White-tailed Ptarmigan - Photo Copyright Ward Cameron 2003 - Click to view a larger image White-tailed Ptarmigan - Photo Copyright Ward Cameron 2003 - Click to view a larger image White-tailed Ptarmigan - Photo Copyright Ward Cameron 2003 - Click to view a larger image White-tailed Ptarmigan - Photo Copyright Ward Cameron 2003 - Click to view a larger image  
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Mountain Nature Network has become THE place for learning about the birds of the Canadian Rockies.

White-tailed Ptarmigan
Lagopus leucurus

Grouse-like Birds
Grouse Family (Phasianidae)

Size: Length: 31-36 cm

Description: In summer, the white-tailed ptarmigan is a mottled brown bird with a white eye-ring and an orange-red comb. The mottled plumage is interrupted by white patches on the wings, back and underside, making an irregular pattern of brown and white patches. The legs are white and the feet heavily feathered. The tail is pure white, with no black markings. Females lack the orange-red comb and may show some dark banding across the breast.

In winter, they gradually lose their brown summer coat and turn snow-white in colour. Their entire plumage turns white, and only their black eye and bill stand out.

Similar Species: The willow ptarmigan is similar to the white-tailed ptarmigan, but has a black outer margin to its tail both summer and winter. Another distinguishing factor is the range. Willow ptarmigan are only found in the northern Canadian Rockies, from the northern section of Jasper National Park and north to the Kakwa region. For most visitors to the Rockies, they will only encounter the white-tailed ptarmigan.

Range: The white-tailed ptarmigan is found throughout the Canadian and northern U.S. Rockies, There are local populations farther south in the U.S. Rockies as well.

Habitat: The white-tailed ptarmigan is a creature of the high country. Look for it at subalpine elevations and above, where it can eke out a rugged existence. It may drop in elevation in winter, moving below the treeline.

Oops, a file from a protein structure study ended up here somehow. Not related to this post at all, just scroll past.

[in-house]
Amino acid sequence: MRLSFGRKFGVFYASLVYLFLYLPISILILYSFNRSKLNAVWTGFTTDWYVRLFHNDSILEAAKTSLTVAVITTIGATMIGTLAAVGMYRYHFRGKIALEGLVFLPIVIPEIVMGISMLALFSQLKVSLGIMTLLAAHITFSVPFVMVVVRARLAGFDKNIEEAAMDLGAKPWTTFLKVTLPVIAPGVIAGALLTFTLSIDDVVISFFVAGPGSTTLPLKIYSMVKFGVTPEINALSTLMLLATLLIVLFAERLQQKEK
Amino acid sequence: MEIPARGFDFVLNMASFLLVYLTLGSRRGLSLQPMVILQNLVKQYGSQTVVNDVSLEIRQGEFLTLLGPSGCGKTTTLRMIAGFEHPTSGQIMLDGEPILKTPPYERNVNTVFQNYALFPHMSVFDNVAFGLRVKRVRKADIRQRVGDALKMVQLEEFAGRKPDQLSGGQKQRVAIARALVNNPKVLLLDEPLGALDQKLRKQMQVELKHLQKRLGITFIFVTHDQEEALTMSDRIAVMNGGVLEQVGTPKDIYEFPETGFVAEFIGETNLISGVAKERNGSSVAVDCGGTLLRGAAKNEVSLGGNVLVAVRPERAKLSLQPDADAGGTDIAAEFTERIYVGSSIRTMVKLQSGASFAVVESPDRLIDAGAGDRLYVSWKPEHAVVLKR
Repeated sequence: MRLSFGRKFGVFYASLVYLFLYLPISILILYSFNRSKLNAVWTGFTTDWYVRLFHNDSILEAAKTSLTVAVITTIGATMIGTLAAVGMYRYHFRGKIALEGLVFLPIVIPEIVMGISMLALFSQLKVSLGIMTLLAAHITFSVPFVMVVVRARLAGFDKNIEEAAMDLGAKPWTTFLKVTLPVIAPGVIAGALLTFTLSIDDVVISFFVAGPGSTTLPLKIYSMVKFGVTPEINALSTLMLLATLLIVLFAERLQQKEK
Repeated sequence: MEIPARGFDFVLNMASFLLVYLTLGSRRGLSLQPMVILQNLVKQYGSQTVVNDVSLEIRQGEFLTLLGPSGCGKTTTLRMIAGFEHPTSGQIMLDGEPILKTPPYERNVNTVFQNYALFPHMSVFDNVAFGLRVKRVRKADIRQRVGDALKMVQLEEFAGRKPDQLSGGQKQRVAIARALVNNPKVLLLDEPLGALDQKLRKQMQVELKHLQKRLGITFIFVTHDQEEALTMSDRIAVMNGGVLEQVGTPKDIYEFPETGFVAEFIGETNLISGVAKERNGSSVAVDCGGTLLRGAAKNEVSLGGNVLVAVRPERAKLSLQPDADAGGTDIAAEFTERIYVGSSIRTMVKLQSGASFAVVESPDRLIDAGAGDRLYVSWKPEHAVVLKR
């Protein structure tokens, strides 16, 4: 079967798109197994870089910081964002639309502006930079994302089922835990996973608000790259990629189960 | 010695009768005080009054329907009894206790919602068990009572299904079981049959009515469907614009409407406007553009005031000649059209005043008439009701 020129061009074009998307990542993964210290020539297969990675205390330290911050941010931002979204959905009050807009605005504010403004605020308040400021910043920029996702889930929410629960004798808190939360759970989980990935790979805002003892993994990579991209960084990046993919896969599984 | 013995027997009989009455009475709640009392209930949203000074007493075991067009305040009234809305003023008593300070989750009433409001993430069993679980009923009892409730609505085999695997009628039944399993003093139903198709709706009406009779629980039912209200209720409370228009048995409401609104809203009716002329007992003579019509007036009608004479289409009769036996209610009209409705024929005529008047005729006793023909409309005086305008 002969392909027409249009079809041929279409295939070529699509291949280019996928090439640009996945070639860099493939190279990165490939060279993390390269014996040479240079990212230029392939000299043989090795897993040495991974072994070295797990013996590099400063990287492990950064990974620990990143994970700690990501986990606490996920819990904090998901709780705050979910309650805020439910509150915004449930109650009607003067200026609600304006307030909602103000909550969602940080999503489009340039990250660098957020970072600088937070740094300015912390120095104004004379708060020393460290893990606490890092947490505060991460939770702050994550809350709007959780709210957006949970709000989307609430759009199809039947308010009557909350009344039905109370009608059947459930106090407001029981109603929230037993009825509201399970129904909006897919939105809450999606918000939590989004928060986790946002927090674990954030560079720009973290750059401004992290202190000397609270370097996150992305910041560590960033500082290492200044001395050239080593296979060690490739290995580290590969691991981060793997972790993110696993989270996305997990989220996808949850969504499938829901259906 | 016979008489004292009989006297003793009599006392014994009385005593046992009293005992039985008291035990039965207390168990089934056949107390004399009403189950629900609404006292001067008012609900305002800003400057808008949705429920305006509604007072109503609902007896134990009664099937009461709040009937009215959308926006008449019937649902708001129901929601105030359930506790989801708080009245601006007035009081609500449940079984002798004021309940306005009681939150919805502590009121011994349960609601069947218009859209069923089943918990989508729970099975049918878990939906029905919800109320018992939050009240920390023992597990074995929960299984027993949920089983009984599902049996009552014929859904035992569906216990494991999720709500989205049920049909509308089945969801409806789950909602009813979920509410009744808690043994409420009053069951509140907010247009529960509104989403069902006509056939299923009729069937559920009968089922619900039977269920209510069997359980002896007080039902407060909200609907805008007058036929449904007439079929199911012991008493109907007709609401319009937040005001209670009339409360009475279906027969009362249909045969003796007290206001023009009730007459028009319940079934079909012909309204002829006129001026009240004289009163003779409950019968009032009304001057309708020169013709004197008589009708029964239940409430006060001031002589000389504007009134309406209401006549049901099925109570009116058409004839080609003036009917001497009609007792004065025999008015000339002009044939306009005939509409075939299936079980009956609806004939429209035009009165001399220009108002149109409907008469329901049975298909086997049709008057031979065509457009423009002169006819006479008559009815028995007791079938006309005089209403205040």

Diet: They feed on buds, leaves, seeds and flowers at high elevations. They also eat some insects. They rely on willow buds during the long winter months.

Nesting: The rough nest is a depression lined with leaves and other soft materials. The female lays between 4 and 7 (up to 9) eggs, and will incubate them without assistance. The eggs are light buff to pinkish with few markings. They are generally lightly speckled with darker brown. Incubation is 22-23 days, after which the precocial hatchlings will quickly leave the nest. They can fly at approximately 10 days, and will stay together until the following spring.

Other Details: Ptarmigan have given many a winter traveler a near heart attack. To stay warm in the winter, groups of ptarmigan will dig into the snow, and allow fresh snow to completely cover them. Since they are not afraid of people, they may not flush until you are almost on top of them. When they do, the entire area may explode with white feathers and flying ptarmigan.

Related Links:

Hinterland Who's Who - Ptarmigan

Search for recent White-tailed Ptarmigan sightings

Hire an expert guide to help you locate White-tailed Ptarmigan

Bird watching in the Canadian Rockies offers endless opportunities for seeing new species. Mountain Nature Network is your source for birding and bird biology.


All Material Ward Cameron 2005

 

 

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